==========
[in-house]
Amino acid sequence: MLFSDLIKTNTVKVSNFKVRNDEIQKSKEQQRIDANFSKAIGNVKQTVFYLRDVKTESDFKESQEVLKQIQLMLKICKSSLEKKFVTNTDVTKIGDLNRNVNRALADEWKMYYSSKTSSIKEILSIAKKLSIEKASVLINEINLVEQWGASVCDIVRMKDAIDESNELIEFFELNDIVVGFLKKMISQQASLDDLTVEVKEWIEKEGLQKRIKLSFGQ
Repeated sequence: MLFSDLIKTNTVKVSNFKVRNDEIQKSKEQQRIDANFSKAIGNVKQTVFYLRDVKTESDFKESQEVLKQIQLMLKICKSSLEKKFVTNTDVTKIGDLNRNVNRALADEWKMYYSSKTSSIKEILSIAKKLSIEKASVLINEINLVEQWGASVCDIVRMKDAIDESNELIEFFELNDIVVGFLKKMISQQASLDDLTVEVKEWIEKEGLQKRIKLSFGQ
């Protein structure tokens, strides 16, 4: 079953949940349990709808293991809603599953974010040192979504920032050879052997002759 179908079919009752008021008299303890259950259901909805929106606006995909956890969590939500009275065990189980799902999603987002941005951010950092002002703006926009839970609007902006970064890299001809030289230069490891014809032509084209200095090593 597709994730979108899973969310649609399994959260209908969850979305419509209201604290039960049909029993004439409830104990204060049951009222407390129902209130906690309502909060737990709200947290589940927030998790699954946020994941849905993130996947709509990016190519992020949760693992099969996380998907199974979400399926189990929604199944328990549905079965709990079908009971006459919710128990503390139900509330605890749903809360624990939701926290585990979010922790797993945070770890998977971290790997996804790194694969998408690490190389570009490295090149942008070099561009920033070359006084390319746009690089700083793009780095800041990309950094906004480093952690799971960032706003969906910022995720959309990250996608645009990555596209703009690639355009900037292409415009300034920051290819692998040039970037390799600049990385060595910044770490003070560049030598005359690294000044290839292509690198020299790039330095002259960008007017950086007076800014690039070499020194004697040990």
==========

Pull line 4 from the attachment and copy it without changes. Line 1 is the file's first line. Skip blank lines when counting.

């Protein structure tokens, strides 16, 4: 079953949940349990709808293991809603599953974010040192979504920032050879052997002759 179908079919009752008021008299303890259950259901909805929106606006995909956890969590939500009275065990189980799902999603987002941005951010950092002002703006926009839970609007902006970064890299001809030289230069490891014809032509084209200095090593 597709994730979108899973969310649609399994959260209908969850979305419509209201604290039960049909029993004439409830104990204060049951009222407390129902209130906690309502909060737990709200947290589940927030998790699954946020994941849905993130996947709509990016190519992020949760693992099969996380998907199974979400399926189990929604199944328990549905079965709990079908009971006459919710128990503390139900509330605890749903809360624990939701926290585990979010922790797993945070770890998977971290790997996804790194694969998408690490190389570009490295090149942008070099561009920033070359006084390319746009690089700083793009780095800041990309950094906004480093952690799971960032706003969906910022995720959309990250996608645009990555596209703009690639355009900037292409415009300034920051290819692998040039970037390799600049990385060595910044770490003070560049030598005359690294000044290839292509690198020299790039330095002259960008007017950086007076800014690039070499020194004697040990």